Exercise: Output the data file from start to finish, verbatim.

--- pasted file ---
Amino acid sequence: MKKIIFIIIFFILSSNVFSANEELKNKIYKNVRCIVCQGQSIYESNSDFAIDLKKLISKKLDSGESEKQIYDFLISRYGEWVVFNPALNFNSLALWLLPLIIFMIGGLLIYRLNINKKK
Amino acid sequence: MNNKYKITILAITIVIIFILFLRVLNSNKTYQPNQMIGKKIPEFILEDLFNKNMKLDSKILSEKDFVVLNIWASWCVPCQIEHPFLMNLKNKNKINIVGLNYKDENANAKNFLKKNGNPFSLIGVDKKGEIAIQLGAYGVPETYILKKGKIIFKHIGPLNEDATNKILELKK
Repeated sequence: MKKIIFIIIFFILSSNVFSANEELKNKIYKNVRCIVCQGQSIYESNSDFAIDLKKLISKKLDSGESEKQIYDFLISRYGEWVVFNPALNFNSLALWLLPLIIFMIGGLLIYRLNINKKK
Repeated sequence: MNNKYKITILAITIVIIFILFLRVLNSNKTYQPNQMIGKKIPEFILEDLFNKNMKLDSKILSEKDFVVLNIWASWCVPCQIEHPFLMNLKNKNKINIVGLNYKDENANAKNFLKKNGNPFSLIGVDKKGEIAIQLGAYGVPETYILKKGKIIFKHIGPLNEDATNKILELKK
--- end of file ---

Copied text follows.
Amino acid sequence: MKKIIFIIIFFILSSNVFSANEELKNKIYKNVRCIVCQGQSIYESNSDFAIDLKKLISKKLDSGESEKQIYDFLISRYGEWVVFNPALNFNSLALWLLPLIIFMIGGLLIYRLNINKKK
Amino acid sequence: MNNKYKITILAITIVIIFILFLRVLNSNKTYQPNQMIGKKIPEFILEDLFNKNMKLDSKILSEKDFVVLNIWASWCVPCQIEHPFLMNLKNKNKINIVGLNYKDENANAKNFLKKNGNPFSLIGVDKKGEIAIQLGAYGVPETYILKKGKIIFKHIGPLNEDATNKILELKK
Repeated sequence: MKKIIFIIIFFILSSNVFSANEELKNKIYKNVRCIVCQGQSIYESNSDFAIDLKKLISKKLDSGESEKQIYDFLISRYGEWVVFNPALNFNSLALWLLPLIIFMIGGLLIYRLNINKKK
Repeated sequence: MNNKYKITILAITIVIIFILFLRVLNSNKTYQPNQMIGKKIPEFILEDLFNKNMKLDSKILSEKDFVVLNIWASWCVPCQIEHPFLMNLKNKNKINIVGLNYKDENANAKNFLKKNGNPFSLIGVDKKGEIAIQLGAYGVPETYILKKGKIIFKHIGPLNEDATNKILELKK